2. "Presentado el acuerdo por el que Primera División se llamará Liga BBVA y Segunda, Liga Adelante" (in Spanish). lfp.es. 4 June 2008. Archived from the original on 17 September 2008.
  3. "LaLiga and Santander strike title sponsorship deal". LaLiga. 21 July 2016. Retrieved 21 July 2016.
  4. Spanish League regulations 2010/11 – see pages 12–13 of pdf Archived 27 November 2010 at the Wayback Machine (in Spanish)
  5. "Welcome to Visit Mallorca Estadi". RCD Mallorca. 9 June 2020. Retrieved 9 June 2020.
  6. "Estadio Carlos Belmonte" (in Spanish). Football Tripper. Retrieved 6 January 2020.
  7. "Información" (in Spanish). AD Alcorcón. Retrieved 4 June 2016.
  8. "Estadio de los Juegos del Mediterráneo" (in Spanish). UD Almería. Retrieved 1 July 2019.
  9. "Estadio Cartagonova" (in Spanish). FC Cartagena. Retrieved 23 July 2020.
  10. "Estadio" (in Spanish). CD Castellón. Retrieved 23 July 2020.
  11. "Facilities - RCDE Stadium". RCD Espanyol. Retrieved 1 July 2019.
  12. Simón, Paco (10 September 2019). "(CF FUENLABRADA) El estadio Fernando Torres acaba de ser ampliado y ya empieza a quedarse pequeño". alcabodelacalle (in Spanish). Retrieved 8 May 2020.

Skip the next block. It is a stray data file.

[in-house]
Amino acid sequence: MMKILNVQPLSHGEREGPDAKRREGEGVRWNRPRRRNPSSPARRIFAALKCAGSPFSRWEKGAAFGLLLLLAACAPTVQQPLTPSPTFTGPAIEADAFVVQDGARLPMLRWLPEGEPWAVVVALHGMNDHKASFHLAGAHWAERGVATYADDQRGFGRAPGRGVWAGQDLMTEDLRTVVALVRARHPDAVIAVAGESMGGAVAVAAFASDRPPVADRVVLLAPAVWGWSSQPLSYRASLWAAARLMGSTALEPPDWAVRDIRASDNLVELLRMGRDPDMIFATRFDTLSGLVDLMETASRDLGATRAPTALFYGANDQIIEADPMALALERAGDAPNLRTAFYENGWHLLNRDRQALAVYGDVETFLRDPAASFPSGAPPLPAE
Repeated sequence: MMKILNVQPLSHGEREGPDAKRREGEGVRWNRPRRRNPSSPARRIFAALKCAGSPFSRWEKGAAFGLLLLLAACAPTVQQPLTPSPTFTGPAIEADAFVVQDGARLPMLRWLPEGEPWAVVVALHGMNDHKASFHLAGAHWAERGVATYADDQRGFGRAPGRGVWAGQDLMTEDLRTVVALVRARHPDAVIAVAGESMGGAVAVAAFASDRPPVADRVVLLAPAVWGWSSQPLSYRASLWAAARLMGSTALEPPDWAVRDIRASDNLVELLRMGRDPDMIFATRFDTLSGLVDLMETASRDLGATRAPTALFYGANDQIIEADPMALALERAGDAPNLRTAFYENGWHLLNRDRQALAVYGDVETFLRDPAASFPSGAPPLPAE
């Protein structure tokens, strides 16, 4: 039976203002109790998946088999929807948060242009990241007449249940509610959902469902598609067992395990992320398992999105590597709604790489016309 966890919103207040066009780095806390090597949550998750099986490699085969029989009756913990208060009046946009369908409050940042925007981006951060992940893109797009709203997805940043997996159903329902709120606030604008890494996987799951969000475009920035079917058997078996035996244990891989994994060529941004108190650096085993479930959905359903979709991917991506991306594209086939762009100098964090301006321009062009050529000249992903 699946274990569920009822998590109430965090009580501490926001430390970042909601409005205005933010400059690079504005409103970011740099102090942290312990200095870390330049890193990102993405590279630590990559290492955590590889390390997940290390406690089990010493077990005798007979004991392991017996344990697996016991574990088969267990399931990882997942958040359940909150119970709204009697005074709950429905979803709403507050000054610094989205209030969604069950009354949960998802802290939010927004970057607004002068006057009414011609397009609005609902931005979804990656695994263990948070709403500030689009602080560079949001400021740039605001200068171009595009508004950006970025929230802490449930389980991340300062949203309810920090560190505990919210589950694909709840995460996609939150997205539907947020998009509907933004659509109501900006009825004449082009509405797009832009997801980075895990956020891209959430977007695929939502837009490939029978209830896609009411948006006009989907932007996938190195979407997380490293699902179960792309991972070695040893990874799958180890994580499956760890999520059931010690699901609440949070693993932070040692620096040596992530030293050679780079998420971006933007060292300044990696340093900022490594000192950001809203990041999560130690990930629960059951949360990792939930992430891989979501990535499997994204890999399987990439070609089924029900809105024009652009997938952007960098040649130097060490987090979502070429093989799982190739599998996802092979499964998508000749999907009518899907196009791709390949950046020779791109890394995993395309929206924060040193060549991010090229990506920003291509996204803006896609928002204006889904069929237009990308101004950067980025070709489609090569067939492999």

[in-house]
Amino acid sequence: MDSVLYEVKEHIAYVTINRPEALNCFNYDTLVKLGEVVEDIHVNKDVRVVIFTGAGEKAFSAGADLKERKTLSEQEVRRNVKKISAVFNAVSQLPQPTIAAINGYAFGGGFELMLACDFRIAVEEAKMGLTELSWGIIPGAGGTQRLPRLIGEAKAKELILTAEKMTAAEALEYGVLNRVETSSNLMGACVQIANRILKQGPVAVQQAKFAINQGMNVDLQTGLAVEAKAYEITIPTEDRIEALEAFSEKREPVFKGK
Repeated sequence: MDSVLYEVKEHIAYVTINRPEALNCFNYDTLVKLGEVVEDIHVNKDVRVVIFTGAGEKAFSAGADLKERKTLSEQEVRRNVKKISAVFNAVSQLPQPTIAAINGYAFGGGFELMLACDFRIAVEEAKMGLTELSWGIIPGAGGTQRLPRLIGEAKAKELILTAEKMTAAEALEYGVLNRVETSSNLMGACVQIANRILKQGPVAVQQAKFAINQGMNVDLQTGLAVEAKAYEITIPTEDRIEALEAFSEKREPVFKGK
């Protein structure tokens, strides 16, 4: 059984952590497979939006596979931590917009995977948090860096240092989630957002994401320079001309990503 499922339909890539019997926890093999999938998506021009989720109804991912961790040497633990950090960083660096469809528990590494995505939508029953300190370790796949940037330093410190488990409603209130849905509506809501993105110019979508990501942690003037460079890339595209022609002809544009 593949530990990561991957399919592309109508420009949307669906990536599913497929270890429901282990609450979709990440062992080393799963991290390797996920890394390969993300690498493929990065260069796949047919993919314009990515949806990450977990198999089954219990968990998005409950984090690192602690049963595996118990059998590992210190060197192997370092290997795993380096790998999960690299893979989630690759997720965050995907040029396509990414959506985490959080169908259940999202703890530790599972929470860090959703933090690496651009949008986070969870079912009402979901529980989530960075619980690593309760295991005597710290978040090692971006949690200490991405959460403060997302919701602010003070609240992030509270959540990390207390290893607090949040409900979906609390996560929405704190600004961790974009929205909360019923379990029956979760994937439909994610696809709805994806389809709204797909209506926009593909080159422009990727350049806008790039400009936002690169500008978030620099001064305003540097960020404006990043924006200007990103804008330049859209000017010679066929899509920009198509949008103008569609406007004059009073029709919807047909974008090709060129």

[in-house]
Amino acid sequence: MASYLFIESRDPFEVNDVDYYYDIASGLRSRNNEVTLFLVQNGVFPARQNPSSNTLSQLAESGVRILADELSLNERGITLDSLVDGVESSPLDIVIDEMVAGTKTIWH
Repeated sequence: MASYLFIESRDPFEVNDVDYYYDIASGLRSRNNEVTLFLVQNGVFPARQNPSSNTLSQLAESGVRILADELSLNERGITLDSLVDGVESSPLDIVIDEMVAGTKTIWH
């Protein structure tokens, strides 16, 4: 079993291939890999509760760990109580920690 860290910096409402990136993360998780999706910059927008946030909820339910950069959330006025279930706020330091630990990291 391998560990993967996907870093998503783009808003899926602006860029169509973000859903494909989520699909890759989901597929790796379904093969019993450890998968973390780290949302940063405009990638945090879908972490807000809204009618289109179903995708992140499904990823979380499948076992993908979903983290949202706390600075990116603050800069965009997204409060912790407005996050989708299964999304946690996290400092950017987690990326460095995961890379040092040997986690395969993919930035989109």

13. "Montilivi" (in Catalan). Girona FC. Retrieved 19 October 2019.
  14. "Gran Canaria Stadium". UD Las Palmas. Retrieved 1 July 2019.
  15. "Facilities - Butarque". CD Leganés. Retrieved 1 July 2019.
  16. "Estadio Anxo Carro" (in Spanish). CD Lugo. Archived from the original on 30 January 2019. Retrieved 1 July 2019.
  17. "LA ROSALEDA STADIUM". Málaga CF. Retrieved 1 July 2019.
  18. "Son Moix Iberostar Estadi (Son Moix)". StadiumDB. Retrieved 13 July 2019.
  19. "El Estadio Municipal de Anduva". CD Mirandés. Retrieved 1 July 2019.
  20. "Stadiums". Real Oviedo. Retrieved 30 May 2016.
  21. "Estadio de Vallecas" (in Spanish). Rayo Vallecano. Retrieved 20 July 2018.
  22. "Estadio El Toralín". SD Ponferradina. Retrieved 1 July 2019.
  23. "Instalaciones". CE Sabadell FC. Retrieved 26 July 2020.
  24. "El Molinón" (in Spanish). Sporting de Gijón. Retrieved 1 July 2019.
  25. "Instalaciones" (in Spanish). CD Tenerife. Retrieved 26 May 2016.
  26. "Estadio Las Gaunas". The Stadium Guide. Retrieved 23 July 2020.
  27. "Estadio La Romareda" (in Spanish). Real Zaragoza. Retrieved 19 October 2019.
  28. "Telefónica se queda Segunda División". elmundo.es (in Spanish). 21 December 2018.
  29. "LaLiga adjudica dos lotes de TV más a Telefónica y Mediapro". as.com (in Spanish). 21 December 2018.